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The State of the American Woman

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About a month ago, Time Magazine published the results of a landmark survey gauging where America stands on the battle of the sexes. The results show that women are much more powerful than they were 40 years ago. In the 60s, one-third of all workers were woman. Now half are. Almost 40 percent of women are the primary breadwinners or are contributing substantial income for the household budget. And according to a Mediamark Research & Intelligence survey, women make 75 percent of the buying decisions in the home. You know the telemarketer who asked for the decision-maker of the house? Apparently it’s the wife.

Women’s power extends to the academic world, as well. Author Nancy Gibbs explains in “Time” that half of Ivy League presidents are women, and the female dropout rate has been cut in half since the 70s. Also, the ratio of 60-40 of men and women on college campuses has reversed. Moreover, half of all law and medical degrees go to women.

But they are stressed, anxious, and not as happy.

Why?

According to the poll results, both men and women say that the government and businesses haven’t adjusted to the revolution and need to do more to help families manage it all. For example, 54 percent of women and 49 percent of men say businesses need to be more flexible with work hours and schedules; they also agreed that companies need to give more paid time off, better or more day-care options, and longer school days or longer school years.

But are women really less happy than they were back in the day we wore pearls with our aprons and greeting Dad at the door when he arrived home from work, the turkey roasting in the oven?

Gibbs writes, “It may be that women have become more honest with the same pressures and conflicts that once accounted for greater male unhappiness. Or that modern life in a global economy is simply more stressful for everyone but especially for women, who are working longer hours while playing quarterback at home.”

I think she nailed it there. It’s comparable to therapy. Before you sit yourself on that couch, you think have a few problems, but you’re not sure what they are. Then the therapist starts prodding you, and yikes! You got yourselves a lot of bloody problems.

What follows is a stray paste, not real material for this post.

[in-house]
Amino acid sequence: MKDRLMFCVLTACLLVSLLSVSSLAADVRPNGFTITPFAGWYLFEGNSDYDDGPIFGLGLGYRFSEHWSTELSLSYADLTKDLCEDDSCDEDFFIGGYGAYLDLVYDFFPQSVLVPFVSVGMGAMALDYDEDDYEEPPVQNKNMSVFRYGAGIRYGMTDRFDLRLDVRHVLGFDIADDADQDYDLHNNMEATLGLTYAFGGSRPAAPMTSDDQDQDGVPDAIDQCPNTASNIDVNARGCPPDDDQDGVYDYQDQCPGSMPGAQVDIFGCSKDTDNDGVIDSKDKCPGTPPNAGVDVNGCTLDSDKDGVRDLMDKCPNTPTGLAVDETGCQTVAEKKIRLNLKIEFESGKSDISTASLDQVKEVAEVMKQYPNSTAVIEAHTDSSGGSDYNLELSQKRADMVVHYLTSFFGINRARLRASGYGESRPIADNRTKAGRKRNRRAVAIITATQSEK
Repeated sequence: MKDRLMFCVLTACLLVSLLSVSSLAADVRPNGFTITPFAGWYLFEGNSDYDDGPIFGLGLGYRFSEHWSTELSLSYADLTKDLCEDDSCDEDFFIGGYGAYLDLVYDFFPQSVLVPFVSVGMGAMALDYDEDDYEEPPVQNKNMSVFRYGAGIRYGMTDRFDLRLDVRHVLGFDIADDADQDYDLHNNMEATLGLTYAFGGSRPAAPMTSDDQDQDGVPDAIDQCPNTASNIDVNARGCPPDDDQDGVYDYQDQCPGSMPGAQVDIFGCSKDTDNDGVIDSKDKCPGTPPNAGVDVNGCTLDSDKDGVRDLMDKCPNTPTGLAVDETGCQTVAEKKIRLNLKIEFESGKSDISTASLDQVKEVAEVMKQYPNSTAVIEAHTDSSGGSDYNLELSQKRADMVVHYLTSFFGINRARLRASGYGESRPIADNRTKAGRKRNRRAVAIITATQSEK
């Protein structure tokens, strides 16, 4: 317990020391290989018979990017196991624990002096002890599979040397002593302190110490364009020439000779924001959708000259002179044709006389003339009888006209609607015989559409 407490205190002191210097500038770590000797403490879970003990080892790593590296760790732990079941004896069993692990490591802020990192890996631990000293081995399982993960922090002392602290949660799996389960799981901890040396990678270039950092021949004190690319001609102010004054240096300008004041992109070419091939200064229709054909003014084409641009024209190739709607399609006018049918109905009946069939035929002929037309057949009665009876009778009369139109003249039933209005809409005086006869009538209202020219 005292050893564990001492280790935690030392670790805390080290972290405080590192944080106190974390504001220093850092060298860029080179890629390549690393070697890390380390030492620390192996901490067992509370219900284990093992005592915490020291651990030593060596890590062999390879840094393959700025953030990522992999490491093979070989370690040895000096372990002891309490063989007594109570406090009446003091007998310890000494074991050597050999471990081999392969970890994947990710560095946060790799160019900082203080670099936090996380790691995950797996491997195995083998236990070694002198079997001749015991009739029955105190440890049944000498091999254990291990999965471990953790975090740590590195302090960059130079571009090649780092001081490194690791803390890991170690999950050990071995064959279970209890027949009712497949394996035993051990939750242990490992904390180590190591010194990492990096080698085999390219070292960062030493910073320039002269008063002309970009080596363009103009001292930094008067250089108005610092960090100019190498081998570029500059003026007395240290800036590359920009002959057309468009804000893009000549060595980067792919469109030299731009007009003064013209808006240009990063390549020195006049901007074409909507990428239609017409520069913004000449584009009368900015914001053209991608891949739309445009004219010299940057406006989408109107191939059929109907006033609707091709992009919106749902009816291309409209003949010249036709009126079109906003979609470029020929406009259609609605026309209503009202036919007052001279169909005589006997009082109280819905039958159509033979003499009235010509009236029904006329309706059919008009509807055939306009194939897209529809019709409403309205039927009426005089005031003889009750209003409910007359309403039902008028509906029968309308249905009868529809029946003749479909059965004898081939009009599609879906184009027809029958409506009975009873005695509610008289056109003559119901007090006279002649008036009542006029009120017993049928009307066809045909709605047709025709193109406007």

From my perspective, I do think I have a more fulfilling life in that I have to use my head for more things than figuring out why the Bendaroos we ordered from the infomercial sucks in comparison to what they promised us. But my job does bring a considerable amount of stress. So I’m happier in one sense, and much more anxious and stress in another. Like Gibbs says, I am probably experiencing the male stress–the pressure transforming ideas and brain power into cash to buy dinner–than many women just simply didn’t experience 30 or 40 years ago.

This is the part in a post that I usually say something that makes you feel better. Like, oh but it’s going to get easier next month.

I don’t have any answers. But I’m glad someone at least asked the question because now I know I’m not alone in feeling like I’m one lousy juggler.

The State of the American Woman


Therese J. Borchard

Therese J. Borchard is a mental health writer and advocate. She is the founder of the online depression communities Project Hope & Beyond and Group Beyond Blue, and is the author of Beyond Blue: Surviving Depression & Anxiety and Making the Most of Bad Genes and The Pocket Therapist. You can reach her at thereseborchard.com or on Facebook, Twitter, Instagram, or LinkedIn.


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APA Reference
Borchard, T. (2018). The State of the American Woman. Psych Central. Retrieved on June 19, 2019, from https://psychcentral.com/blog/the-state-of-the-american-woman/
Scientifically Reviewed
Last updated: 8 Jul 2018
Last reviewed: By a member of our scientific advisory board on 8 Jul 2018
Published on Psych Central.com. All rights reserved.